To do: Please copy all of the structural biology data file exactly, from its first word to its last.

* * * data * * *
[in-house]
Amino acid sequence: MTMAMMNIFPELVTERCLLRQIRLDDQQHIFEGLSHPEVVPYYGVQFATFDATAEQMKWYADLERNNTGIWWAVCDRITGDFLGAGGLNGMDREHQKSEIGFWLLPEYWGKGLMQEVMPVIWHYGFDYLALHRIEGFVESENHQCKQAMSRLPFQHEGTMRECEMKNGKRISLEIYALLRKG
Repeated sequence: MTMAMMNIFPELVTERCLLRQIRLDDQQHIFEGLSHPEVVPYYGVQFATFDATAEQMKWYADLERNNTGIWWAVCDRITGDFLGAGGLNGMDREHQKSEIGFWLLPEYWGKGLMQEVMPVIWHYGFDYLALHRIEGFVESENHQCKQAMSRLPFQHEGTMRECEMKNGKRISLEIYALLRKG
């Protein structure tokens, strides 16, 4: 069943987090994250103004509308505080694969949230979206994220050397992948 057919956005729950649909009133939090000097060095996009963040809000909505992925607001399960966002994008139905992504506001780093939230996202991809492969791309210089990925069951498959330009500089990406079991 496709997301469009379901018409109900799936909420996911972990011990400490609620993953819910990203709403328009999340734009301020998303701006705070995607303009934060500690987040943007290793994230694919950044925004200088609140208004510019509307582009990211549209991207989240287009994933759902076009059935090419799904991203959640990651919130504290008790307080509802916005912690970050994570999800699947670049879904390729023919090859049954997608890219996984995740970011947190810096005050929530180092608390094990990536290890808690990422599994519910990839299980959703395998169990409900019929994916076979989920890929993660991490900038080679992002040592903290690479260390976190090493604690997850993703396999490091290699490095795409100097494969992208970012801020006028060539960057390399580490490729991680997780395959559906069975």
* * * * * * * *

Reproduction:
[in-house]
Amino acid sequence: MTMAMMNIFPELVTERCLLRQIRLDDQQHIFEGLSHPEVVPYYGVQFATFDATAEQMKWYADLERNNTGIWWAVCDRITGDFLGAGGLNGMDREHQKSEIGFWLLPEYWGKGLMQEVMPVIWHYGFDYLALHRIEGFVESENHQCKQAMSRLPFQHEGTMRECEMKNGKRISLEIYALLRKG
Repeated sequence: MTMAMMNIFPELVTERCLLRQIRLDDQQHIFEGLSHPEVVPYYGVQFATFDATAEQMKWYADLERNNTGIWWAVCDRITGDFLGAGGLNGMDREHQKSEIGFWLLPEYWGKGLMQEVMPVIWHYGFDYLALHRIEGFVESENHQCKQAMSRLPFQHEGTMRECEMKNGKRISLEIYALLRKG
């Protein structure tokens, strides 16, 4: 069943987090994250103004509308505080694969949230979206994220050397992948 057919956005729950649909009133939090000097060095996009963040809000909505992925607001399960966002994008139905992504506001780093939230996202991809492969791309210089990925069951498959330009500089990406079991 496709997301469009379901018409109900799936909420996911972990011990400490609620993953819910990203709403328009999340734009301020998303701006705070995607303009934060500690987040943007290793994230694919950044925004200088609140208004510019509307582009990211549209991207989240287009994933759902076009059935090419799904991203959640990651919130504290008790307080509802916005912690970050994570999800699947670049879904390729023919090859049954997608890219996984995740970011947190810096005050929530180092608390094990990536290890808690990422599994519910990839299980959703395998169990409900019929994916076979989920890929993660991490900038080679992002040592903290690479260390976190090493604690997850993703396999490091290699490095795409100097494969992208970012801020006028060539960057390399580490490729991680997780395959559906069975």